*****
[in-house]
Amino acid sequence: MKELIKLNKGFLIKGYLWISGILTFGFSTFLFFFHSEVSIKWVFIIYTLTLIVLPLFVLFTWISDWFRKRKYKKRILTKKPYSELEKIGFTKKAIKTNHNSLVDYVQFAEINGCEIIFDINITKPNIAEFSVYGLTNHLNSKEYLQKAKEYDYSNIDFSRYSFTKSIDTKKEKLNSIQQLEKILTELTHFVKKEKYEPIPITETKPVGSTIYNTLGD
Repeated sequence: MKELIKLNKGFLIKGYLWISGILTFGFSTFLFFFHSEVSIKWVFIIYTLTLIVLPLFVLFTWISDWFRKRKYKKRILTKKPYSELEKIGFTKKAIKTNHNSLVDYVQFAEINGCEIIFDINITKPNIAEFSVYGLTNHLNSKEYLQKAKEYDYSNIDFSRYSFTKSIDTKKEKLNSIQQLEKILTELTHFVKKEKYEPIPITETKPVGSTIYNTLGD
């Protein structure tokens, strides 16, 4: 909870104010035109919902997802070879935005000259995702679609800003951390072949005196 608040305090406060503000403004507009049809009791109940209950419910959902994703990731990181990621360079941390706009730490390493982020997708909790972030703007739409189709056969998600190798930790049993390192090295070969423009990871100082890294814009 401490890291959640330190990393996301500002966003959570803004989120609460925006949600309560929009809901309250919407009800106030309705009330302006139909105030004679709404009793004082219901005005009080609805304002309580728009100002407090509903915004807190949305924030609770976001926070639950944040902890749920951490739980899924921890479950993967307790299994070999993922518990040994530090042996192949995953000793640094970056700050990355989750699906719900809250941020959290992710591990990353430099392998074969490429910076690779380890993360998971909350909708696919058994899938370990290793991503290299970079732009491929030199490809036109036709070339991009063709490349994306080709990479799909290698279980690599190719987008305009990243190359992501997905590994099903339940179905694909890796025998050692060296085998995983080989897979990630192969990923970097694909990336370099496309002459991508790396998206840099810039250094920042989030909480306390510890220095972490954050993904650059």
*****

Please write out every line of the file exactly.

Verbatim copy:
[in-house]
Amino acid sequence: MKELIKLNKGFLIKGYLWISGILTFGFSTFLFFFHSEVSIKWVFIIYTLTLIVLPLFVLFTWISDWFRKRKYKKRILTKKPYSELEKIGFTKKAIKTNHNSLVDYVQFAEINGCEIIFDINITKPNIAEFSVYGLTNHLNSKEYLQKAKEYDYSNIDFSRYSFTKSIDTKKEKLNSIQQLEKILTELTHFVKKEKYEPIPITETKPVGSTIYNTLGD
Repeated sequence: MKELIKLNKGFLIKGYLWISGILTFGFSTFLFFFHSEVSIKWVFIIYTLTLIVLPLFVLFTWISDWFRKRKYKKRILTKKPYSELEKIGFTKKAIKTNHNSLVDYVQFAEINGCEIIFDINITKPNIAEFSVYGLTNHLNSKEYLQKAKEYDYSNIDFSRYSFTKSIDTKKEKLNSIQQLEKILTELTHFVKKEKYEPIPITETKPVGSTIYNTLGD
């Protein structure tokens, strides 16, 4: 909870104010035109919902997802070879935005000259995702679609800003951390072949005196 608040305090406060503000403004507009049809009791109940209950419910959902994703990731990181990621360079941390706009730490390493982020997708909790972030703007739409189709056969998600190798930790049993390192090295070969423009990871100082890294814009 401490890291959640330190990393996301500002966003959570803004989120609460925006949600309560929009809901309250919407009800106030309705009330302006139909105030004679709404009793004082219901005005009080609805304002309580728009100002407090509903915004807190949305924030609770976001926070639950944040902890749920951490739980899924921890479950993967307790299994070999993922518990040994530090042996192949995953000793640094970056700050990355989750699906719900809250941020959290992710591990990353430099392998074969490429910076690779380890993360998971909350909708696919058994899938370990290793991503290299970079732009491929030199490809036109036709070339991009063709490349994306080709990479799909290698279980690599190719987008305009990243190359992501997905590994099903339940179905694909890796025998050692060296085998995983080989897979990630192969990923970097694909990336370099496309002459991508790396998206840099810039250094920042989030909480306390510890220095972490954050993904650059």